RD Exam: Study Tips
Your future is here, you just have to pass the RD exam first.
It may feel daunting, but don’t let the exam get the better of you. The exam is pass fail so the worst thing that can happen is that you’ll fail. That probably doesn’t sound reassuring to our high strung, wired for perfection, Type A, RD brains, but there are so many successful RDs that have failed and it hasn’t hurt them one bit. Like most things in life, it’s not worth the anxiety, but because our entire education has primed us for perfection, let’s talk about ways to not fail!
1. C O N F I D E N C E
I have no data to back this up, but I would say that anxiety about the RD exam is the biggest reason for poor performance. Truthfully, I didn’t study much for the exam outside of what I needed to do for our internship exit exam, but I a few things that I think were instrumental to my success. First, I retook a CDR sample exam the night before my test date. I had taken this same test at the beginning of the summer when I started studying, when I retook it about a month later (I didn’t remember any answers), I had improved which really boost my confidence. The kicker here is that despite the better score, I still missed some questions that I had gotten right the first time! The second thing, which I attribute most of my success to, is that I just kept telling myself that after the exam, I would be an RD. “Tomorrow, I’ll be an RD.” “In two hours, I’ll be an RD.” Focus on the positives.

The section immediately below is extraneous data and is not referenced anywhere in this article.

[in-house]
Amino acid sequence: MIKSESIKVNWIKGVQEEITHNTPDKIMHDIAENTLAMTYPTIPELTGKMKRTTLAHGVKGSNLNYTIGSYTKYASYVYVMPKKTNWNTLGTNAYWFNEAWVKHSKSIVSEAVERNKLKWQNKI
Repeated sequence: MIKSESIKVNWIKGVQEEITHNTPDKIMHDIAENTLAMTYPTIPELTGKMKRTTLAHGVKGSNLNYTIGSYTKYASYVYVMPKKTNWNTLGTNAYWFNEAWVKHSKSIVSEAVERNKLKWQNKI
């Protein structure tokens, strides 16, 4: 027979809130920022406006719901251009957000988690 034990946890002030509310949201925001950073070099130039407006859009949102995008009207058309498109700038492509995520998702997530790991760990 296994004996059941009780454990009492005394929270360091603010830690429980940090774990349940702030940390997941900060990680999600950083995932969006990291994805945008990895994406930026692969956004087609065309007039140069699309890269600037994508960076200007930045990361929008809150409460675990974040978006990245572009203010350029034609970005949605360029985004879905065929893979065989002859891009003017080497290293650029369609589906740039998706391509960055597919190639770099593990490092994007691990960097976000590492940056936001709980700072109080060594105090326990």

2. S T U D Y M A T E R I A L S
There are so many different study materials out there. I mainly used VisualVeggies software that we used to take our exit exams in my internship. I tried to use RD in a flash flash cards and the Inman Review (very popular), but I really struggled to get through it and I felt like I was behind because I couldn’t get out of the first domain. Other people love the Inman, I think it’s a great resource because it outlines everything from your last 4 years of school, but I didn’t really know how to use it to my advantage, until I got to the questions. I also took a few CDR practice exams so I could get used to the style of question that would be asked.
3. S T U D Y T H E W A Y Y O U S T U D Y
Set a date and study like you would for any other exam. We take exams all the time. Even though there is a little more at stake with the RD exam, there’s a reason you’ve been successful in all of your other classes. Studying in a familiar way will boost your confidence and help you feel calm and prepared. I found that setting a date, and making that final in my head (with 48 hours notice, you can change dates), I was motivated to dedicate time to studying. In class, you don’t get to decide when you have tests, so make it a priority and try and schedule it during a week where you don’t have a lot else going on, then keep it that way!
The last 4 to 6 years of course work and you internship have prepared you more than anything for this exam. You have the knowledge and skills to pass. It’s just like seeing patients, some recommendation are based on research, others are based on past experience. Utilize everything in your tool box and you’ll be successful.
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